TV Eye

In Celebration of Dames

Mick LaSalle's book, <i>Complicated Women</i>, inspired a documentary and a film series, both airing on TCM, about pre-Hays Code Hollywood films.
Mick LaSalle's book, Complicated Women, inspired a documentary and a film series, both airing on TCM, about pre-Hays Code Hollywood films.

If I hear one more female TV character announce, "I've dreamt my entire life about my wedding," I think I'm going to gag. I wasn't so surprised when Friends' Monica (Courteney Cox Arquette) said it. In fact, the episode when she and Phoebe (Lisa Kudrow) play bride -- with Phoebe in a rental gown for pregnant brides -- was funny. I wasn't so surprised when the line (nearly verbatim) came out of Charlotte's (Kristin Davis) mouth on Sex and the City or from Grace (Debra Messing) on Will & Grace. But then, Carla (Judy Reyes) on Scrubs said it last week. This was so out of character, I began to wonder if there was some vast conspiracy by wedding planners afoot.

It's frightening how little time it takes to make something part of the popular imagination: that women dream of a wedding where they can play damsel for a day, awaiting their Prince Charming to claim them. In spite of this, and in spite of how much TV I watch, I have no desire to bookmark bridal-gown Web sites. I have no interest in damsels. I spent a good part of my life shedding that useless damsel skin. No, I'm more interested in dames. Women in charge of their own lives. Unfortunately, there aren't that many dames on TV. Sarah Jessica Parker's Carrie has some damelike qualities, as does Kim Cattrall's Samantha. If only Samantha wasn't punished (usually through humor) for her sexual freedom. And the story arc where she turned into a raving, green-eyed monster over Richard. Very undamelike.

If you want dames, you'll find them on TV next month, starring in movies made more than 60 years ago in a Turner Classic Movies festival called Complicated Women. Named after the documentary that kicks off the festival, the title comes from the Mick LaSalle book on precode Hollywood.

The "code" refers to the Motion Picture Production Code (or Hays Code), a set of rules enforced with an iron fist and at the interpretation and whim of Joseph Breen, starting in 1934. In the beginning, studios were encouraged to follow the code. But when religious groups and other guardians of virtue began to complain about certain films, Breen -- who had close ties with the Catholic Church's Legion of Decency -- not only presented the code as an ironclad approach to filmmaking, but also was able to play its chief enforcer. This in spite of the fact that he sometimes had no idea of what he was ruling on. When a script based on William Faulkner's The Sanctuary came across his desk for approval, his response was that, while he'd "not read Faulkner's book, he was sure it was a bad idea to make it into a film."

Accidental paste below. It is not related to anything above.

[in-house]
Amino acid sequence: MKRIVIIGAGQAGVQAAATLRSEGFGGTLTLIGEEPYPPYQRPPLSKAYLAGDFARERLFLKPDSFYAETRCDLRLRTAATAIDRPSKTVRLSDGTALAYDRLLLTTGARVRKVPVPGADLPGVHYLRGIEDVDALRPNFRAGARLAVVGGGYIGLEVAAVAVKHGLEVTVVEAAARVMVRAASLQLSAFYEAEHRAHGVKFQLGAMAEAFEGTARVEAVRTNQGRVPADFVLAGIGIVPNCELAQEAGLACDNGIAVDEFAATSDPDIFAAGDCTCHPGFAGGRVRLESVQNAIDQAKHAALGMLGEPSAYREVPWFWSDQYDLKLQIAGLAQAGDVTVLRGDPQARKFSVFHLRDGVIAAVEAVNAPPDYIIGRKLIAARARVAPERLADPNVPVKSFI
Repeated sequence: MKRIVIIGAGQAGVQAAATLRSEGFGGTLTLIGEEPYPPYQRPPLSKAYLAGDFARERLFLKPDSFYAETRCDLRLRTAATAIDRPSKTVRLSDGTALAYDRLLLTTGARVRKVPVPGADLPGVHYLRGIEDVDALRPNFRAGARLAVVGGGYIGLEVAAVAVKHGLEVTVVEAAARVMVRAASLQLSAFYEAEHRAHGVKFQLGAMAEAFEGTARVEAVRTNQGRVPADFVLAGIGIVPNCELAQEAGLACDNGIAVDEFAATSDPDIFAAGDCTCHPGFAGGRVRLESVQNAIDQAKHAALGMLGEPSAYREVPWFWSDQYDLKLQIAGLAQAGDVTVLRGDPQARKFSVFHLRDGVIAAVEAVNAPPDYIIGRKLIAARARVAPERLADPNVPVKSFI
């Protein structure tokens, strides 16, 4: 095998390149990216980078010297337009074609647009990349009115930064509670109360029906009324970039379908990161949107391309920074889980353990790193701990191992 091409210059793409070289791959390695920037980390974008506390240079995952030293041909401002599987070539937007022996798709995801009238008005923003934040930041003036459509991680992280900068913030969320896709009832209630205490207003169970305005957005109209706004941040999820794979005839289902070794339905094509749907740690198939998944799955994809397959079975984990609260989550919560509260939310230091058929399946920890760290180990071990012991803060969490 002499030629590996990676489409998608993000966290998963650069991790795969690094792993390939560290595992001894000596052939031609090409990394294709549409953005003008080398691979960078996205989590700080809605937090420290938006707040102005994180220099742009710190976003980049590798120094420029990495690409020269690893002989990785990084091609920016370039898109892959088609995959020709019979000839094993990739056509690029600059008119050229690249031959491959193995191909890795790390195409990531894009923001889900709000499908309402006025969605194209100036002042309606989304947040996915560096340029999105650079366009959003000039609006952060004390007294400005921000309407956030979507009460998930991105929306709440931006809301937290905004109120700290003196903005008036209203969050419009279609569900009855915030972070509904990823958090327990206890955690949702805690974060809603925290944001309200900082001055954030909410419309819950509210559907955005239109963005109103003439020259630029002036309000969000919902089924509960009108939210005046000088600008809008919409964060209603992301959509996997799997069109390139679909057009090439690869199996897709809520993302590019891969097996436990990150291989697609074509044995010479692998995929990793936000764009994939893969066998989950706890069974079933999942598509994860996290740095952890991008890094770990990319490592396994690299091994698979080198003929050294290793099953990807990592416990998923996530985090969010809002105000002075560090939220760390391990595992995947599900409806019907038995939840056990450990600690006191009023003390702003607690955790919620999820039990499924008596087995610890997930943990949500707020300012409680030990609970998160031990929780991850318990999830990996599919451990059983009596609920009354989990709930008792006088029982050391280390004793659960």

Films in Complicated Women -- precode pictures -- feature many legendary actresses in film history: Greta Garbo, Norma Shearer, Jean Harlow, Barbara Stanwyck, Marlene Dietrich, Bette Davis, and others. They play vamps, businesswomen, molls, divorced women, unwed mothers. They play women in charge of their lives, unwilling to wait for someone to rescue them from their situations. Is a film like Frisco Jenny (1932) even possible today? In this, Ruth Chatterton stars as an unwed mother who loses her lover in the San Francisco fire. To support her child and herself, she turns to prostitution, becoming a well-to-do madam with her own brothel. In Female (1933) Chatterton plays an auto magnet who says to her lovesick male secretary: "I can't be annoyed with jealous or moody men about me." She then has him transferred and goes back to work -- not off to select wedding dresses.

The festival opens with the Complicated Women documentary and includes 26 precode films. What intrigues about these films is not the acting or dialogue -- there's definitely a florid, dated quality to both these elements. What is interesting are the characters -- assertive, gutsy, sexually alive women who took their lives into their own hands in not so conventional ways.

Complicated Women premieres May 6, 7pm, followed by The Divorcee (1930), Design for Living (1933), Anna Christie (1930), A Free Soul (1931), and Downstairs (1932). Encores of Complicated Women air on May 6 at 9:30pm and on May 20 at 8:30 and 11pm. Other films air on consecutive Tuesdays in May. For more information and a complete list of films, go to

Buffy Stuff You Need to Know

The newest Alamo Drafthouse opens May 16 at 13729 Research in the Lake Creek Shopping Center -- not the Lakeline Mall as I wrote last week. The new location opens just in time for the May 20 series finale of Buffy the Vampire Slayer and send-off party hosted by the Alamo at the new location. For info on the new site and other Alamo events go to

May Events

Mariachi: The Spirit of Mexico airs May 3, at 7pm, on KLRU. The special features performances from the ninth annual International Mariachi Festival held in Guadalajara, Mexico, last September... The two-hour season finale of Alias airs May 4... The season finale of The Practice airs May 5. Industry pubs say that creator David E. Kelley wrote the episode so that it could serve as the series finale... Nominations for the 55th annual Emmy Awards will be announced May 15... Another Michael Jackson special airs on Fox in May. You've been warned.

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Complicated Women, Hays Code, Mick LaSalle, Mariachi: The Spirit of Mexico, Alias, The Practice, The Divorcee, Design for Living, Anna Christie, A Free Soul, Downstairs

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